This study highlights the contrast between play and social media, by showing the effects of overuse of social media. Social media cannot be considered as fun if it creates negative feelings and exhausts people. Play is supposed to alleviate these feelings, but addiction does the opposite.
Loiacono and McCoy looked at the continued usage of social media technologies and the factors that play into it. What they discovered was how social networks and perceived usefulness affected attitudes towards initial and prolonged usage of social media. Their attitudes were more positive towards social media if they found it useful. As for social networks, peer pressure determined the user’s attitude. Social networks also fueled a user’s feeling of Techno-Invasion — the invasiveness of technology, and the stress it induces — and as a result, affected whether a user would continue to engage in social media in the future. This came from a “need users [felt] to continue to update and manage their online persona”. The study also found that a person’s attitude was a good indicator of whether someone would continue to decide to use social media.
This digresses from what other addiction studies have suggested, asides from Liu and Ma’s. It looks at social media from a more practical perspective. Other studies suggest that even with negative effects, such as the role of compulsive texting in adolescents’ academic functioning, social media usage does not decrease; otherwise, it would not be highlighted as a problem. In contrast, this study insinuates that the amount of stress it induces, along with a perception that social media provides no uses, would drive people away. However, it also looks at an older audience (the average age of a person in this study was 40.68 years), compared to the others, which look at younger audiences, which tend to be less emotionally mature.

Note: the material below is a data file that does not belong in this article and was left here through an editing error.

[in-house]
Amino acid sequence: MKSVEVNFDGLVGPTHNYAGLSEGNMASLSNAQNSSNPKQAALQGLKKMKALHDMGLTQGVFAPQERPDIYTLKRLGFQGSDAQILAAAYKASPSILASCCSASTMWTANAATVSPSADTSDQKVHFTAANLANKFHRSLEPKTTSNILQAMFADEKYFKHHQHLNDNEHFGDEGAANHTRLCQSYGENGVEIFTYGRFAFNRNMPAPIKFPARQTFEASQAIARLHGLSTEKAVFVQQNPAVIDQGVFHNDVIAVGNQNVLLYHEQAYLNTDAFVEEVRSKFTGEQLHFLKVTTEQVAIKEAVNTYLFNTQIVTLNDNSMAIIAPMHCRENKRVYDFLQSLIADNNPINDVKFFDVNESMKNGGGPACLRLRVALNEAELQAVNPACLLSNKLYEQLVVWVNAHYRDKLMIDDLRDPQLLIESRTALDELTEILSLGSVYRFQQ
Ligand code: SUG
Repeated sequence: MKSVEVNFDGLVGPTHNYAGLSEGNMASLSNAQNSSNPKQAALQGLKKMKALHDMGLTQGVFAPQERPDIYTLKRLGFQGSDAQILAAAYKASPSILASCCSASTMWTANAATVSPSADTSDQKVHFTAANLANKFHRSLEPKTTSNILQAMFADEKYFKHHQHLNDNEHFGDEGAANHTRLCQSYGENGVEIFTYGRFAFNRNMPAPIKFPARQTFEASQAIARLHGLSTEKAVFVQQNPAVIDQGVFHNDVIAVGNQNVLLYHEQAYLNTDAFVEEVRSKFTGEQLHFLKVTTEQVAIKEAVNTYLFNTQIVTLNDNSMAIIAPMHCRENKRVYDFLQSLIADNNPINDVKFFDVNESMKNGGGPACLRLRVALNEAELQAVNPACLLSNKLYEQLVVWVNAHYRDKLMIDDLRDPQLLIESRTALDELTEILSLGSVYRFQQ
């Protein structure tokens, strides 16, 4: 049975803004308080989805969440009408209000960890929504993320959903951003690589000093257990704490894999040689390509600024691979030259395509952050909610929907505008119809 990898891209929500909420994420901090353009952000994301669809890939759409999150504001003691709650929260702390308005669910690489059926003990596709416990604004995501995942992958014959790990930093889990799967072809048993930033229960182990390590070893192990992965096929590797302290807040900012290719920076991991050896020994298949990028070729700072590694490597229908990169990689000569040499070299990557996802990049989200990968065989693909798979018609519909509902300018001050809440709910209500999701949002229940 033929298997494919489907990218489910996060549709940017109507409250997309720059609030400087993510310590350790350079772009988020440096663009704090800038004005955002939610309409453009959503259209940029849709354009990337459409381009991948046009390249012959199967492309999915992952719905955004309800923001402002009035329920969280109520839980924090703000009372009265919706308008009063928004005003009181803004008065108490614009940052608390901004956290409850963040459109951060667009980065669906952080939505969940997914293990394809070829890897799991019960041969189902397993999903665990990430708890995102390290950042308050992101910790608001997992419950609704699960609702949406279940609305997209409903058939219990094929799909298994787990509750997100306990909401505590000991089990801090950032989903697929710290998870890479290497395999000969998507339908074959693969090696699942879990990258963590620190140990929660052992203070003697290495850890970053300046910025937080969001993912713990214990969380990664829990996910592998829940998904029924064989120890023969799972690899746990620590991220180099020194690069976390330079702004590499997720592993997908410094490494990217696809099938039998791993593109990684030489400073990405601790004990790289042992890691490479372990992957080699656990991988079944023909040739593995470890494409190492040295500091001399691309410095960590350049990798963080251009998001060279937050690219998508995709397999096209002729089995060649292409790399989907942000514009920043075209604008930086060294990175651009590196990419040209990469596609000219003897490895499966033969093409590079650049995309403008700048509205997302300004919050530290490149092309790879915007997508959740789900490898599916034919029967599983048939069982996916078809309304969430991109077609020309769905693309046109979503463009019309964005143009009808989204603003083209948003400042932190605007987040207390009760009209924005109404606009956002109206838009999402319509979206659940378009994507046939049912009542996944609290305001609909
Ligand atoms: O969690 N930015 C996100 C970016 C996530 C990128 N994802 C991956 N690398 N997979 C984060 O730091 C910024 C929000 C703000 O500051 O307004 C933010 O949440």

With phones a constant companion and laptops never too far away, Balhara, Verma, and Bhargava explore the negative effects of increased screen time usage and how that can lead to screen addiction. While this study brushes on the negative impacts of such usage, its main focus is to determine why there has been such an increase in screen addiction over the last few years. Balhara, et el. Notes how in past studies the use of personal screens like phones or laptops were normally excluded from the overall studies. But since phone and laptop use are now the most commonly used devices to watch online television shows and movies, there inclusion in the studies is imperative in order to get the most accurate data. Excessive screen time has been identified as an important and independent risk factor for health. Limits for screen time were even recommended as one of the national health improvement priorities back in 2008.
On the topic of screen addiction, the Kaiser Family Foundation conducted research in which they found people ages 8 to 18 spent more time on media than on any other activity – at an average of 7.5 hours a day” (Rideout, Foehr, & Roberts, 2010). This study involved nearly 2002 3rd–12th grade students, ages 8–18, including a subsample of 702 respondents who also volunteered to complete seven-day media use diaries. The respondents were categorized into three groups: “Heavy users are those who consume more than 16 hours of media content in a typical day (21% of all 8- to 18-year-olds); moderate users are those who consume from 3–16 hours of content (63%); light users are those who consume less than three hours of media in a typical day (17%)” (Rideout, Foehr, & Roberts, 2010). Nearly half of the heavy media users also reported that they get fair or poor grades (C’s or lower) compared to a small amount of 23% of light media users. Heavy media users were also prone to feeling sad more often, feeling unhappy or bored, and getting in trouble. This study shows a direct correlation in increased amounts of technology use and negative mental health.